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Unraveling the impact of lanthanum on methane consuming microbial communities in rice field soils

Authors
  • Liu, Ruyan1
  • Wei, Ziting1
  • Dong, Wanying1
  • Wang, Rui1
  • Adams, Jonathan M.2
  • Yang, Lin2
  • Krause, Sascha M. B.1
  • 1 School of Ecology and Environmental Sciences, East China Normal University, Shanghai , (China)
  • 2 School of Geographic and Oceanographic Sciences, Nanjing University, Nanjing , (China)
Type
Published Article
Journal
Frontiers in Microbiology
Publisher
Frontiers Media SA
Publication Date
Jan 23, 2024
Volume
15
Identifiers
DOI: 10.3389/fmicb.2024.1298154
Source
Frontiers
Keywords
Disciplines
  • Microbiology
  • Original Research
License
Green

Abstract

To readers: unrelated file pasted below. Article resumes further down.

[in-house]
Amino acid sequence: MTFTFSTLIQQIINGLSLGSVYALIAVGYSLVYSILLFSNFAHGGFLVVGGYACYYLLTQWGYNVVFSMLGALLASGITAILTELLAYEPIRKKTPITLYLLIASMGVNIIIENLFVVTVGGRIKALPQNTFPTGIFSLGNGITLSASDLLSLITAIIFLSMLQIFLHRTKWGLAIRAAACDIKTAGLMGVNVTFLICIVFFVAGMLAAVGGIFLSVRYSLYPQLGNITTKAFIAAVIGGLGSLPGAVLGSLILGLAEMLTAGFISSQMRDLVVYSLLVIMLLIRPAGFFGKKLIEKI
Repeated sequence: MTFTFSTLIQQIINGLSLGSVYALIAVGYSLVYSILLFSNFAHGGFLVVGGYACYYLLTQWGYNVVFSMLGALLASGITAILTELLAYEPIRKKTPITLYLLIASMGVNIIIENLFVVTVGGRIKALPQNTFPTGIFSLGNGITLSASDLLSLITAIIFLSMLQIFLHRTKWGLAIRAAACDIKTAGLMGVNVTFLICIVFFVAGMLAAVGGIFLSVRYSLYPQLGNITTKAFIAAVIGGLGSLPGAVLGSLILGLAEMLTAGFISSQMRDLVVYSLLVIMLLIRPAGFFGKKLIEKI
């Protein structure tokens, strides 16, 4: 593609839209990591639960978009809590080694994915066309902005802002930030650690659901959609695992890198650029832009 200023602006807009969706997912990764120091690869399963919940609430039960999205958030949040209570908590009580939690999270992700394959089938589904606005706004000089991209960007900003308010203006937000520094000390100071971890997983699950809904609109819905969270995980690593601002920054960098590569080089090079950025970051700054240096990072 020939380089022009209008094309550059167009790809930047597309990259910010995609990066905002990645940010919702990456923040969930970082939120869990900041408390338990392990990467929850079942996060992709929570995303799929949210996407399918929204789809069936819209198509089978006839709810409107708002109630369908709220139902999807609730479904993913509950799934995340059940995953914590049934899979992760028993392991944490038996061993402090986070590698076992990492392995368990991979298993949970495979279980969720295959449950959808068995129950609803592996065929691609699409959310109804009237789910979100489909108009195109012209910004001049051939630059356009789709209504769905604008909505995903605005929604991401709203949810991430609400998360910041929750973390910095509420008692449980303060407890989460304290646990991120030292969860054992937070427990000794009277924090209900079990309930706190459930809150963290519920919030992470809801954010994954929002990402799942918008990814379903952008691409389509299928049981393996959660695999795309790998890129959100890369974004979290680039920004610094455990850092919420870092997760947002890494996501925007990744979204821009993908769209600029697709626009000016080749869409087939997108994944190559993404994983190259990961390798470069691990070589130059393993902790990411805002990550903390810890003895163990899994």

The discovery of the lanthanide requiring enzymes in microbes was a significant scientific discovery that opened a whole new avenue of biotechnological research of this important group of metals. However, the ecological impact of lanthanides on microbial communities utilizing methane (CH4) remains largely unexplored. In this study, a laboratory microcosm model experiment was performed using rice field soils with different pH origins (5.76, 7.2, and 8.36) and different concentrations of La3+ in the form of lanthanum chloride (LaCl3). Results clearly showed that CH4 consumption was inhibited by the addition of La3+ but that the response depended on the soil origin and pH. 16S rRNA gene sequencing revealed the genus Methylobacter, Methylosarcina, and Methylocystis as key players in CH4 consumption under La3+ addition. We suggest that the soil microbiome involved in CH4 consumption can generally tolerate addition of high concentrations of La3+, and adjustments in community composition ensured ecosystem functionality over time. As La3+ concentrations increase, the way that the soil microbiome reacts may not only differ within the same environment but also vary when comparing different environments, underscoring the need for further research into this subject.

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